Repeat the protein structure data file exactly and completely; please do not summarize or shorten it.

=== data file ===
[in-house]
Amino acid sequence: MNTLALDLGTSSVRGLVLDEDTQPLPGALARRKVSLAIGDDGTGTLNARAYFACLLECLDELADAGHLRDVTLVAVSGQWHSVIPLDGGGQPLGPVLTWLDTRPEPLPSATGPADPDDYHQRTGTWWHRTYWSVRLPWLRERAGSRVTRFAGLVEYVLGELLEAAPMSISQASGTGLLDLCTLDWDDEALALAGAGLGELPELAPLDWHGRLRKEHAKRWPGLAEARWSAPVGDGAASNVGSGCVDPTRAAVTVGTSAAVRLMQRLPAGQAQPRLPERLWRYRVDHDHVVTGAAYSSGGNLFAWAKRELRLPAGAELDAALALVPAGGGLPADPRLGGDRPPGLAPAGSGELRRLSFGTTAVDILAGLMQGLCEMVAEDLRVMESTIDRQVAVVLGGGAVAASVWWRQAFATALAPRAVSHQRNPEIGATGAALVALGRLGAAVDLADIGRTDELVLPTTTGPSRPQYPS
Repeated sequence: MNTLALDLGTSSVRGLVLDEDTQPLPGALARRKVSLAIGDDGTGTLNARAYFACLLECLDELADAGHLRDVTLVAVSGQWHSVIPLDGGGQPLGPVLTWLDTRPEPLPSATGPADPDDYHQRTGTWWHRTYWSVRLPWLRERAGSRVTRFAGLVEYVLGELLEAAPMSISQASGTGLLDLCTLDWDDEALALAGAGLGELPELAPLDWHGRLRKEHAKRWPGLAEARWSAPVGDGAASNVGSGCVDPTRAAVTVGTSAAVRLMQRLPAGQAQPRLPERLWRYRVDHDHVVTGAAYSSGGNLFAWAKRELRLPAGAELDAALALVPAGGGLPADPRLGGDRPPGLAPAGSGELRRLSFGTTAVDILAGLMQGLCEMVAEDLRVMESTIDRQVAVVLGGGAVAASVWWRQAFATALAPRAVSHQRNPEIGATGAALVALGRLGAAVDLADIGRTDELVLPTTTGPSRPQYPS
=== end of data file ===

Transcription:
[in-house]
Amino acid sequence: MNTLALDLGTSSVRGLVLDEDTQPLPGALARRKVSLAIGDDGTGTLNARAYFACLLECLDELADAGHLRDVTLVAVSGQWHSVIPLDGGGQPLGPVLTWLDTRPEPLPSATGPADPDDYHQRTGTWWHRTYWSVRLPWLRERAGSRVTRFAGLVEYVLGELLEAAPMSISQASGTGLLDLCTLDWDDEALALAGAGLGELPELAPLDWHGRLRKEHAKRWPGLAEARWSAPVGDGAASNVGSGCVDPTRAAVTVGTSAAVRLMQRLPAGQAQPRLPERLWRYRVDHDHVVTGAAYSSGGNLFAWAKRELRLPAGAELDAALALVPAGGGLPADPRLGGDRPPGLAPAGSGELRRLSFGTTAVDILAGLMQGLCEMVAEDLRVMESTIDRQVAVVLGGGAVAASVWWRQAFATALAPRAVSHQRNPEIGATGAALVALGRLGAAVDLADIGRTDELVLPTTTGPSRPQYPS
Repeated sequence: MNTLALDLGTSSVRGLVLDEDTQPLPGALARRKVSLAIGDDGTGTLNARAYFACLLECLDELADAGHLRDVTLVAVSGQWHSVIPLDGGGQPLGPVLTWLDTRPEPLPSATGPADPDDYHQRTGTWWHRTYWSVRLPWLRERAGSRVTRFAGLVEYVLGELLEAAPMSISQASGTGLLDLCTLDWDDEALALAGAGLGELPELAPLDWHGRLRKEHAKRWPGLAEARWSAPVGDGAASNVGSGCVDPTRAAVTVGTSAAVRLMQRLPAGQAQPRLPERLWRYRVDHDHVVTGAAYSSGGNLFAWAKRELRLPAGAELDAALALVPAGGGLPADPRLGGDRPPGLAPAGSGELRRLSFGTTAVDILAGLMQGLCEMVAEDLRVMESTIDRQVAVVLGGGAVAASVWWRQAFATALAPRAVSHQRNPEIGATGAALVALGRLGAAVDLADIGRTDELVLPTTTGPSRPQYPS